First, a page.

Virginia has a surplus, so why are we cutting funds from public safety and public health programs? According to Governor McDonnell’s most recent estimate, the state’s surplus this year is estimated to be $200 million. But, as a story in today’s Lynchburg News & Advance illustrates, localities aren’t benefitting from the boost in state coffers. In fact, state budget cuts are costing localities up to $60 million in aid this year.
“I think it’s unconscionable that the state would claim to have a balanced budget when in fact all it’s doing is forcing us to raise revenues locally to pay for its efforts,” Councilman Michael Gillette said Tuesday, going on to call the state’s actions “dishonest. “They project the desire to balance the budget and, in fact, they’re not doing it,” he said.”
Rather than truly balancing the budget, officials have been moving money around behind the scenes and pushing costly expenses off onto localities. Now localities are faced with tough financial decisions-accept the state cuts or continue the services and reimburse the state out of their own pocket. That’s money that would otherwise go to already-strained local budgets.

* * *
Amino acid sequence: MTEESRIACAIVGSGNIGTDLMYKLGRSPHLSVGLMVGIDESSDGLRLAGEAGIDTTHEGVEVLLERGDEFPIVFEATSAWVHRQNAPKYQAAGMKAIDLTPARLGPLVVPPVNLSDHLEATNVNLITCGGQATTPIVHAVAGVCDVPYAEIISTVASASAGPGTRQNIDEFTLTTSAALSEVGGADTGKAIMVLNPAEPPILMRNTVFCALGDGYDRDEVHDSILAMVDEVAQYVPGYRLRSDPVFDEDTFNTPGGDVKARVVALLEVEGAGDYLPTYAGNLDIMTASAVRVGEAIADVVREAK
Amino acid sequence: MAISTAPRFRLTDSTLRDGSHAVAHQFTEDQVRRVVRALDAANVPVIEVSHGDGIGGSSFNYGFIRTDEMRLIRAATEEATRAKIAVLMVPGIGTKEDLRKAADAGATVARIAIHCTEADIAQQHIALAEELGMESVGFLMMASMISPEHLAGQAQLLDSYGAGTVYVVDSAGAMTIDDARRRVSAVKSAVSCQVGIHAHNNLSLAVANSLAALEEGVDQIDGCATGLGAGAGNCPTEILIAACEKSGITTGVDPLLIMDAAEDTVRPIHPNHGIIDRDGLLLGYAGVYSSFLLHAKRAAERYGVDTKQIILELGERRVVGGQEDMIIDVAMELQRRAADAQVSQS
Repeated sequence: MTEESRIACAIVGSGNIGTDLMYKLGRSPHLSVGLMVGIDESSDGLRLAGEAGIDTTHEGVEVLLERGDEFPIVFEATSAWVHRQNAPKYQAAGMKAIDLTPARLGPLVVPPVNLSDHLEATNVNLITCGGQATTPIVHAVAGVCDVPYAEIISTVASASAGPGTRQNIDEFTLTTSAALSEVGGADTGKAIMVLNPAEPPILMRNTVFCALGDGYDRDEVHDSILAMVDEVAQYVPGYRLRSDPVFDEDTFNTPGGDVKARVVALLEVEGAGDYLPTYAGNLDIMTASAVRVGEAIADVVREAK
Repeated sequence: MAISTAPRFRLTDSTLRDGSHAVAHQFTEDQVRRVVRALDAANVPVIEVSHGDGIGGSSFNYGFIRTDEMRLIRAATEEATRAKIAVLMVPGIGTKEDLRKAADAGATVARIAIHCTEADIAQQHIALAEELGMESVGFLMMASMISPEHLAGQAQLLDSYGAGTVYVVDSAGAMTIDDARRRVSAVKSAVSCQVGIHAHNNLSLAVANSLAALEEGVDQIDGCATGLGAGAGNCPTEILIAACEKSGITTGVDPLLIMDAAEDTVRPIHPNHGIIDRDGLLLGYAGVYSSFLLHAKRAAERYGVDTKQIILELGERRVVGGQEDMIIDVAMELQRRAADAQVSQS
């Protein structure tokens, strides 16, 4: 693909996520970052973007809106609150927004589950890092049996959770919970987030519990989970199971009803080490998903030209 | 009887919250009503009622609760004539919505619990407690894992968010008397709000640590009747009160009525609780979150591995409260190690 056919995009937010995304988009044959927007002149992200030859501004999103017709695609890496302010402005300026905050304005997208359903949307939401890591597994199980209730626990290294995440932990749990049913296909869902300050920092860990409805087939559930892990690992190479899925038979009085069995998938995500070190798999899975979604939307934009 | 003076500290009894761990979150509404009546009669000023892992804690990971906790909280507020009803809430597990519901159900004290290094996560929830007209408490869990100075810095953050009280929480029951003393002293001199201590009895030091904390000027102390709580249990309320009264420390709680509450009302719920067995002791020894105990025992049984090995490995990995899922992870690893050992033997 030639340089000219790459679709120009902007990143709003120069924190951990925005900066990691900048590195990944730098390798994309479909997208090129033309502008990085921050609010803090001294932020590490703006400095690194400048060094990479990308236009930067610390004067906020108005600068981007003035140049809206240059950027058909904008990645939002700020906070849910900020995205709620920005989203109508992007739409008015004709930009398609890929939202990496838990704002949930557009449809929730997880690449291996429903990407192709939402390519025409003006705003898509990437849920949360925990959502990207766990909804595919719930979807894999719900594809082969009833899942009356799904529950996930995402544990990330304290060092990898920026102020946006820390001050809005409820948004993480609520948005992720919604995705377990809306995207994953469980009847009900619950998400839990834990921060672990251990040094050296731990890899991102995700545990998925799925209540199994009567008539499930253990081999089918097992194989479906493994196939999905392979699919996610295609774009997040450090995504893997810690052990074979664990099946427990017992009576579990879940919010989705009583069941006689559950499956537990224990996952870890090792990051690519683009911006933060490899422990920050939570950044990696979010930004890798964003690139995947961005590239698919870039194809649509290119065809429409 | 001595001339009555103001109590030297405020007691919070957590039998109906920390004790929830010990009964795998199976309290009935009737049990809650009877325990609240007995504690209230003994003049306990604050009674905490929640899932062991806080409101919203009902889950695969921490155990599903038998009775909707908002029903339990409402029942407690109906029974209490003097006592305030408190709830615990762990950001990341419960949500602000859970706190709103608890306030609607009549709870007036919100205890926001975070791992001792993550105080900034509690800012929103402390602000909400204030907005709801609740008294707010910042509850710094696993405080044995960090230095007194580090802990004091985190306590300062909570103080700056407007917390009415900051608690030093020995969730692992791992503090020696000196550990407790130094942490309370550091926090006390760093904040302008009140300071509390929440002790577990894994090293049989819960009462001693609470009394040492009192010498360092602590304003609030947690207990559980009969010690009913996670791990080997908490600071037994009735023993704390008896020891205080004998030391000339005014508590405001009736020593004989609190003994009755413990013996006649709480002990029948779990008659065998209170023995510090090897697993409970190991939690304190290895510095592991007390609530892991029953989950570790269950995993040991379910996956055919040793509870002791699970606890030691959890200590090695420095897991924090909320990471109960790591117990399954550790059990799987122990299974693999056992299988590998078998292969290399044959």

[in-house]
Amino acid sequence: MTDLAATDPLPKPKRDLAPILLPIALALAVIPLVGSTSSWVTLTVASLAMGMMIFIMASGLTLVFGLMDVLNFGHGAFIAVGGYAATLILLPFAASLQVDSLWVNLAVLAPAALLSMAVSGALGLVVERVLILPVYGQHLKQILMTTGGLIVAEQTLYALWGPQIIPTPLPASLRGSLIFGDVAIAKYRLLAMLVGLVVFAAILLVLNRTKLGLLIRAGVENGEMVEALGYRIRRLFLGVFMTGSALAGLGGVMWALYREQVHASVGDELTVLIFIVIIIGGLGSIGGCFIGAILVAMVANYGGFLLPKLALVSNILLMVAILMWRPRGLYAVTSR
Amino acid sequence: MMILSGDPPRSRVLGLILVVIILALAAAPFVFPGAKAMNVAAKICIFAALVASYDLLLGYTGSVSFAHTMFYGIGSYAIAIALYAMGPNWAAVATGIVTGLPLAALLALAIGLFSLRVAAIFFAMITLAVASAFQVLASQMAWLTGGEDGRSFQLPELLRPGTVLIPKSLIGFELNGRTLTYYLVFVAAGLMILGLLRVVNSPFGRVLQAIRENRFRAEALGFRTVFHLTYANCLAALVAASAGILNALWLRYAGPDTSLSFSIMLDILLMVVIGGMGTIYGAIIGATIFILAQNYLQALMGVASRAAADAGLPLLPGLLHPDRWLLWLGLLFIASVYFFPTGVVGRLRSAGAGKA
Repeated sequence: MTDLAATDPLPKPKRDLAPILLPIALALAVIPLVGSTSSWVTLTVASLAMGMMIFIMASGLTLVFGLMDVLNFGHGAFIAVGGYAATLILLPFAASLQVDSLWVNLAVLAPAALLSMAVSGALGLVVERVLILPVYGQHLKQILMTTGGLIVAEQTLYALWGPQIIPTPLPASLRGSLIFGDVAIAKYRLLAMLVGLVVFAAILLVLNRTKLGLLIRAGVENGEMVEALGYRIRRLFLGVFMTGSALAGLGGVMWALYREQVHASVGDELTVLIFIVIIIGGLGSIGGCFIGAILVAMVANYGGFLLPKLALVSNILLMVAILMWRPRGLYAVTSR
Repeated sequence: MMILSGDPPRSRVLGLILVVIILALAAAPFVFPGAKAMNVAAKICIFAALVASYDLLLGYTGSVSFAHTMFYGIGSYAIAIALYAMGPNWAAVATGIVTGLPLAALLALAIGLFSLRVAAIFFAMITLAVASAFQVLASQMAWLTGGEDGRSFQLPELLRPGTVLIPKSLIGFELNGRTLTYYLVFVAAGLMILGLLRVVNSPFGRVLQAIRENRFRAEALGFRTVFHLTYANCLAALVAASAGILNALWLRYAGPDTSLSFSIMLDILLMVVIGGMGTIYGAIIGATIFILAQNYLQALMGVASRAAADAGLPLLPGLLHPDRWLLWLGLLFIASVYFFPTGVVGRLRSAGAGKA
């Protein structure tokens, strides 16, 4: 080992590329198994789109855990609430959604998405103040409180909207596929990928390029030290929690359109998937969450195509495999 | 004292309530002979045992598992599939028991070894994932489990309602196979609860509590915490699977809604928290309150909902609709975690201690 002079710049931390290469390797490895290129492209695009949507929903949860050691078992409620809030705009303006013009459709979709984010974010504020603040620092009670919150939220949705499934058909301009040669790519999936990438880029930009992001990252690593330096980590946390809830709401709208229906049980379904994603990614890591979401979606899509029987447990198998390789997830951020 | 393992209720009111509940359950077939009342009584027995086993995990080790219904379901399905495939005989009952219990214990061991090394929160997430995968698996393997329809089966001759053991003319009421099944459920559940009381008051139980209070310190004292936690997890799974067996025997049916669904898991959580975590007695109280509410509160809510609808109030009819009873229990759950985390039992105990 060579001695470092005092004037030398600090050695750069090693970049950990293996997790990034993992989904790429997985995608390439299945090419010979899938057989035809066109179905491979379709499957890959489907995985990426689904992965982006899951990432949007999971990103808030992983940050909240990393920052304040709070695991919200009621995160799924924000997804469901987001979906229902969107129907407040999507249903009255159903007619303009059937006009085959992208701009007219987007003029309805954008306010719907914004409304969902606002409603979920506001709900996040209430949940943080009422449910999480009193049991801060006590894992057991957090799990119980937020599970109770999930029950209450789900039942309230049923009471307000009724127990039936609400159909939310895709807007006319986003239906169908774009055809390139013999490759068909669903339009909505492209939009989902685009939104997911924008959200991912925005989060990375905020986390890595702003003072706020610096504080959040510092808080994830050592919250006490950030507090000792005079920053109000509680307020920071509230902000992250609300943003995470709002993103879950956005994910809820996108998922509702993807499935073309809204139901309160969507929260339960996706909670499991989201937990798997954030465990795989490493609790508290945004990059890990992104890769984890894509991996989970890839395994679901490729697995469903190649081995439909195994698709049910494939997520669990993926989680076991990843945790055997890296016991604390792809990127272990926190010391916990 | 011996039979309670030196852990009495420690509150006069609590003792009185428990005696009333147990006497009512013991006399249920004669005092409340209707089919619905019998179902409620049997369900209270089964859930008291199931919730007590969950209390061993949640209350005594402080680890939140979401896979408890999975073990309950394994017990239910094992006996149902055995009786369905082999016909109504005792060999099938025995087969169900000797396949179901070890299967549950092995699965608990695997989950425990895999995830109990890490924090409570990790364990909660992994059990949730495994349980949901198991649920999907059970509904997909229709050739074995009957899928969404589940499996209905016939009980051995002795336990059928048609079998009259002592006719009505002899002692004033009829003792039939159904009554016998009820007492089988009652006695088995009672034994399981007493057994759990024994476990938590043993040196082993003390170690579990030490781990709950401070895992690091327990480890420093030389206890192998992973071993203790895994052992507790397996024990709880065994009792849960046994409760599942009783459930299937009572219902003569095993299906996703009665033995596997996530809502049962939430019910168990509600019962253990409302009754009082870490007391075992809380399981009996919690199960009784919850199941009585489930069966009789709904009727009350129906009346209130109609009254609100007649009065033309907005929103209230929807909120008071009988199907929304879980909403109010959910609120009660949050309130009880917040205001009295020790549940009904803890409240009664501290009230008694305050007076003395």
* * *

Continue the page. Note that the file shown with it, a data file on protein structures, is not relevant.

Localities that have left the slicing and dicing up to the state have come away sorely disappointed with the state’s spending priorities. Virginia Beach, the largest city in the state, saw the state pull funds from public safety.
[Virginia Beach] City Manager Kimball Payne noted dryly that he found it interesting the state felt public safety funding was expendable. “I’m quite surprised that’s where they feel there is the most discretion,” he said.
Budgets are governing documents. They signal our priorities as a state and community. Governor McDonnell’s financial cuts and proposals have clearly illustrated his priorities: manipulate the state budget through financial shell games to falsely lay claim to the mantle of financial stewardship. Now, localities must pay the price.